Inside Namibia’s unemployment dilemma

• By Tracy Tafirenyika

After being successful business owners for many years, entrepreneurs are struggling to come to grips with the sad reality of being unemployed while their businesses continue to collapse.

In an interview with a few business owners whose businesses have gone from earning millions to closing down, former athlete Sakaria Shifotoka details some of the harsh conditions he had to endure after losing business.

“I was a successful athlete for more than 15 years but now I am a street vendor something that I had to accept and live with. I used to make money. I started running in 2008 but how I got here is that, when Covid-19 came l stopped running and it was difficult for me to go and compete outside Namibia. I did not have funds to go and compete as well and l decided to become a street vendor for survival,” he said.

Shifotoka now sells soft drinks such as water and juice at China town robots and is currently staying at the outskirts of Havanna.

He further explained that he is not satisfied with his profession yet as he also wants to take part in the international Olympic games, world champion and common wealth games.

Meanwhile, the Black Business Leadership Network of Namibia (BBLNN) chairperson Eliphas Simon also stated his company was also liquidated when covid-19 came into existence while blaming the government for being sidelined as a black business owner.

“Covid-19 came like wildfire and its effect was very technical and scientific. It ravaged everything starting from the imports, our day to day operational activities, rent to salaries as well as taxis, it is very difficult to sometimes know what the best remedy to our problems is. The pandemic made us very difficult in order to keep our place afloat. No one in the country new what impact Covid-19 will have on local business enterprise.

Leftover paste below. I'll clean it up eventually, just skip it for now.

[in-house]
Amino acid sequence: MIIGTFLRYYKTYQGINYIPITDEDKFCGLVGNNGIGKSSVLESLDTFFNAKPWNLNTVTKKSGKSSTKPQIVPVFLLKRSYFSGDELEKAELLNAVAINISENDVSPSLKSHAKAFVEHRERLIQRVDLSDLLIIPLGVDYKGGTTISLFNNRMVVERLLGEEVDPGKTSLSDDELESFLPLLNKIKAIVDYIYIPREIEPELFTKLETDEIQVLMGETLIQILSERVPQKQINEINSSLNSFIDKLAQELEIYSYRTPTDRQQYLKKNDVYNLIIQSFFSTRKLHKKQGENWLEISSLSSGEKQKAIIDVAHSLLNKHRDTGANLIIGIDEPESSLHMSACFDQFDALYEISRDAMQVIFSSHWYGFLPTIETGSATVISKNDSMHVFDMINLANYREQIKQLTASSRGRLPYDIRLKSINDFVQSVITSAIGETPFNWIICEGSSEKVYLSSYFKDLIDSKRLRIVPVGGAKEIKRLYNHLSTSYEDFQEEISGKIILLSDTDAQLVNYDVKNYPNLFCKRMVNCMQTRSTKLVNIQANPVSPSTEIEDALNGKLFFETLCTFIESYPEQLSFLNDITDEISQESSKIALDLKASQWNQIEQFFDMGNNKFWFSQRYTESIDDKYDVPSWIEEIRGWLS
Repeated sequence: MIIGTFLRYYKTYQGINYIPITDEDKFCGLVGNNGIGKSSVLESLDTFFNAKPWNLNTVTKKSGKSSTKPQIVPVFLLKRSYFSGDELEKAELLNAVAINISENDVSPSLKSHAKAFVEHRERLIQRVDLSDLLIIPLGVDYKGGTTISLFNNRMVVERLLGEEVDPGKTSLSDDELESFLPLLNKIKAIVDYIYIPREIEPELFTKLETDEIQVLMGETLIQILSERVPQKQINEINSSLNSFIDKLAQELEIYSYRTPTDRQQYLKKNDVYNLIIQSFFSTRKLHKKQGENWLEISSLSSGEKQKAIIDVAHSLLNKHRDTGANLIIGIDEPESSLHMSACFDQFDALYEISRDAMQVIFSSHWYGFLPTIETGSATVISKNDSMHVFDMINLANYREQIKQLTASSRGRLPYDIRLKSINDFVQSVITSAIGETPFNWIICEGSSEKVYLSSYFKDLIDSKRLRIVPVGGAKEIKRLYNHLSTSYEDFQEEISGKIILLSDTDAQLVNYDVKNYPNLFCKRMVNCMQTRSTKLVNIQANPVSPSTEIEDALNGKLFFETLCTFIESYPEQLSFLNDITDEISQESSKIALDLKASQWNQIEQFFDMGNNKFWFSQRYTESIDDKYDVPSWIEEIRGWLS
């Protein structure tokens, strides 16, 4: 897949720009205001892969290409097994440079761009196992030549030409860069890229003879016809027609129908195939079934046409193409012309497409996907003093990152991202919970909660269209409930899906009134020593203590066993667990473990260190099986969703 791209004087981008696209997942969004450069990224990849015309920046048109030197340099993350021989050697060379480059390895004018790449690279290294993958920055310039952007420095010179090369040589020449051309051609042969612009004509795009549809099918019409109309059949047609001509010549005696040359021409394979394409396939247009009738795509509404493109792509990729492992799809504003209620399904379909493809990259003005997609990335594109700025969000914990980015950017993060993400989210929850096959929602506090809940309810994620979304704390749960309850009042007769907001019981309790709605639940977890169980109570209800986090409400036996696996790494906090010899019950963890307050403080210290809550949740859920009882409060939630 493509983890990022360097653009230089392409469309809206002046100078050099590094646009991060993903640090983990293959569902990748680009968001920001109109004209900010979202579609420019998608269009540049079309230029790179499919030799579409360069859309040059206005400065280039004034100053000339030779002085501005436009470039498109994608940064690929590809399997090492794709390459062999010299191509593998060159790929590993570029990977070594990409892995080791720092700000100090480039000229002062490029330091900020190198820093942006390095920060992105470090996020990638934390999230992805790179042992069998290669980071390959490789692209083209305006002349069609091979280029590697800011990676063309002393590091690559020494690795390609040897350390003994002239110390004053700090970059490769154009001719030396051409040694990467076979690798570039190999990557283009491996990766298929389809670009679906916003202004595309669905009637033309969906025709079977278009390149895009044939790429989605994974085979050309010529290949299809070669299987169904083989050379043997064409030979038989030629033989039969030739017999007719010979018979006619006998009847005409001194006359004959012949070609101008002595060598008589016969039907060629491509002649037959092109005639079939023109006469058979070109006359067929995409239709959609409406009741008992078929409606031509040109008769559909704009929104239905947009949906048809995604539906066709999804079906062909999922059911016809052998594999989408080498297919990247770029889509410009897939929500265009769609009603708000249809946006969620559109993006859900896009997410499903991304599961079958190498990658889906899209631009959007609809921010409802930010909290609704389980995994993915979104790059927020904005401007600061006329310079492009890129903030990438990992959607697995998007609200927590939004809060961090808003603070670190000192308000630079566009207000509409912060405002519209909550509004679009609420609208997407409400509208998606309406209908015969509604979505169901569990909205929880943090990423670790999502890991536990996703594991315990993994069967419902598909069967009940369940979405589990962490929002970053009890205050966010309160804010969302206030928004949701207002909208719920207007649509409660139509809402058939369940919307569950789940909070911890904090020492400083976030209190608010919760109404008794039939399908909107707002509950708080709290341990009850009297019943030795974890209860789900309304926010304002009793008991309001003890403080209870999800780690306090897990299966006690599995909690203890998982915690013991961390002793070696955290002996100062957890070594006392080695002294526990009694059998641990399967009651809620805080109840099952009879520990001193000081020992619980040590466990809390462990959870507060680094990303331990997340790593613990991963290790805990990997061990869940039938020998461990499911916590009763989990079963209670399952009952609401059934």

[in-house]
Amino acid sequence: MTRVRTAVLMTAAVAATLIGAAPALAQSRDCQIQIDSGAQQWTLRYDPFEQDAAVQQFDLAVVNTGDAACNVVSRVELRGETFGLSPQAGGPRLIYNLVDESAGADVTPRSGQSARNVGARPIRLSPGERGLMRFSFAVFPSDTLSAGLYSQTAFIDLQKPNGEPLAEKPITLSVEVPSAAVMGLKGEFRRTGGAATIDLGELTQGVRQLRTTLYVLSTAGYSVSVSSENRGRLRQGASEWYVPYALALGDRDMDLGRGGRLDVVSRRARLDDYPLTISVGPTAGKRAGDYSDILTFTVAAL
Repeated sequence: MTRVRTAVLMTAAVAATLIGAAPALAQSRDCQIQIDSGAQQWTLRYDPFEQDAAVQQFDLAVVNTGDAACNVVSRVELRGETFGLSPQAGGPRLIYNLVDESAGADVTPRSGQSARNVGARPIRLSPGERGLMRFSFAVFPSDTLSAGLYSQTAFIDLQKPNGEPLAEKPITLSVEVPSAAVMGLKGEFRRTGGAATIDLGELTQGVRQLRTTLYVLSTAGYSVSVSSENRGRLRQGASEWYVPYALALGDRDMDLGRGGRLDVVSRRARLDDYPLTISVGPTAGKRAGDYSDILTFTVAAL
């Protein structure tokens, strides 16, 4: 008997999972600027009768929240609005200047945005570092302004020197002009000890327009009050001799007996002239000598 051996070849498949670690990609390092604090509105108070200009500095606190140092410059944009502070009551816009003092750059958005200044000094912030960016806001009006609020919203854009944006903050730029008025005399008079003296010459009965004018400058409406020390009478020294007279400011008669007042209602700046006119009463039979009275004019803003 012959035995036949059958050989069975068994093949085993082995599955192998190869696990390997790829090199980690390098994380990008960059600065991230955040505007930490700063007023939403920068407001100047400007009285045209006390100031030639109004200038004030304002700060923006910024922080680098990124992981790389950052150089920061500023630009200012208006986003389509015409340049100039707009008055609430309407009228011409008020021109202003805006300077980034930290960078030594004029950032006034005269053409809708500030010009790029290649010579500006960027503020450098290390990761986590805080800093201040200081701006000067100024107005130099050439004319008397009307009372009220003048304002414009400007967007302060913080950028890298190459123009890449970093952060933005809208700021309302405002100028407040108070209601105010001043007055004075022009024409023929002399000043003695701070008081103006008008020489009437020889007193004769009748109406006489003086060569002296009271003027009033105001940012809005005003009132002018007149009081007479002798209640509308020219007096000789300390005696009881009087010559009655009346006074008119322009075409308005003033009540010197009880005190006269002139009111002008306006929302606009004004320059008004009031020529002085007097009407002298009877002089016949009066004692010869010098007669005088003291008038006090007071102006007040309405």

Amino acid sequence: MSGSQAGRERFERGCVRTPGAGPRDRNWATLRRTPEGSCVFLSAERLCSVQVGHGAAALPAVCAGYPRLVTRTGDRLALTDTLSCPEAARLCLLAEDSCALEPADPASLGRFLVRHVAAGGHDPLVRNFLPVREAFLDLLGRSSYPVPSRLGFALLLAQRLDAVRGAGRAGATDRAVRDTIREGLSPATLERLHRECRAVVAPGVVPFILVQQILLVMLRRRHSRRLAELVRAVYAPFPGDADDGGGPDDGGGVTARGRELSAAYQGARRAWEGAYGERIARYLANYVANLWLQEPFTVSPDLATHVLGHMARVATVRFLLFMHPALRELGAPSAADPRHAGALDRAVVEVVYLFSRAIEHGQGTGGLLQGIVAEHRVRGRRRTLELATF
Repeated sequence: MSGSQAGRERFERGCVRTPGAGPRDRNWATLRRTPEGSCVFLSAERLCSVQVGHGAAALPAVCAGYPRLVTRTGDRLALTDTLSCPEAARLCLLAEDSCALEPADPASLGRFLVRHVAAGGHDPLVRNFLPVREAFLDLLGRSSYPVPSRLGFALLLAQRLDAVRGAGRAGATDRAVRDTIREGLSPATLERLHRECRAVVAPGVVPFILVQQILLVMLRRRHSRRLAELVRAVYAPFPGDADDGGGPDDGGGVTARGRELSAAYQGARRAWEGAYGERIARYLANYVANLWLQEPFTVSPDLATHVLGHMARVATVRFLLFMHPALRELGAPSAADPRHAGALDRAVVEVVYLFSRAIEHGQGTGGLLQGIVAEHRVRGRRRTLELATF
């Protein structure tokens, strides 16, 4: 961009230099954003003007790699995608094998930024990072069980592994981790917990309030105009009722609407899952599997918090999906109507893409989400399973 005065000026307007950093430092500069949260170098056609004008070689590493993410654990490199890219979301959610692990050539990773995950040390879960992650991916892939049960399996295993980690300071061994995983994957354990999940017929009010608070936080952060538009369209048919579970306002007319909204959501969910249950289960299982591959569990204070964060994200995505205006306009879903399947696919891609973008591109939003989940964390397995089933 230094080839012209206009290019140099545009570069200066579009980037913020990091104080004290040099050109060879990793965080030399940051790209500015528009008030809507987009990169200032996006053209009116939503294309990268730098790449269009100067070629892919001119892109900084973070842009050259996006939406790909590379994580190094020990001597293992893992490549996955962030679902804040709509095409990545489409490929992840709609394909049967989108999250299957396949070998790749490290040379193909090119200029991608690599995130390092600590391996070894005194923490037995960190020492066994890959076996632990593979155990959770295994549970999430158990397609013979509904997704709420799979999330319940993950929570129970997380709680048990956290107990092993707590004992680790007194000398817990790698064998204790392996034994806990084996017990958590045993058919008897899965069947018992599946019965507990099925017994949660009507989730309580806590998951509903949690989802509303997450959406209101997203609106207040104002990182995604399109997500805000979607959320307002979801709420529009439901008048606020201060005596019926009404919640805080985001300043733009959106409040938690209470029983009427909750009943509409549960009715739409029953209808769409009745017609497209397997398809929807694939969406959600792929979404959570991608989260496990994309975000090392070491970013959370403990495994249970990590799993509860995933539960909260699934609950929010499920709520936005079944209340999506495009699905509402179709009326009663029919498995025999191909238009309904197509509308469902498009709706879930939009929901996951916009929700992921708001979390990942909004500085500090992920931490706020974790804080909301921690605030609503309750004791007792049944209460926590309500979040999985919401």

“Our government went on to close certain towns and certain businesses infrastructures which left many businesses as well as my business with no option but to close down. With initiative that the government in order to address the pandemic and public businesses, loans funds that were given by Bank of Namibia to banks like DBN was unsuccessful for our businesses to get. The requirements for those loans was impossible for our SME’s to qualify to get the loan,” he stated.

Simon furthermore added that, he N$750 grant that the government opted to give members of the public never helped anything.

“I am still to know how the grant benefitted the state chauffeurs as a return of investment. No stimulus package that was offered by local banks fund an uptake as it all dimmed to have been an expensive exercise which is likely to deeper one’s financial obligation and liability,” he stated.

Taxi driver who earned N$400 in a day after turning his car into a public transport vehicle Erasmus Hamukwaya said sustaining petrol for his car has become almost impossible due to the increase and the economic downturn.

“As a taxi driver l used to earn more than N$1000 per day, but now because of the fuel increase and everything l am really struggling to make ends meets. The taxi industry is heavly affected and our government is totally doing nothing regarding the situation. The taxi fare is still at N$13 while it is supposed to increase due to the fuel increase.

“Since Covid-19 started everything has been out of order when it comes to business, many people have stopped driving their taxis and parked them at home, it is a waste of time not profiting anything. We are just driving in the sake of working but we are really suffering,” he stated.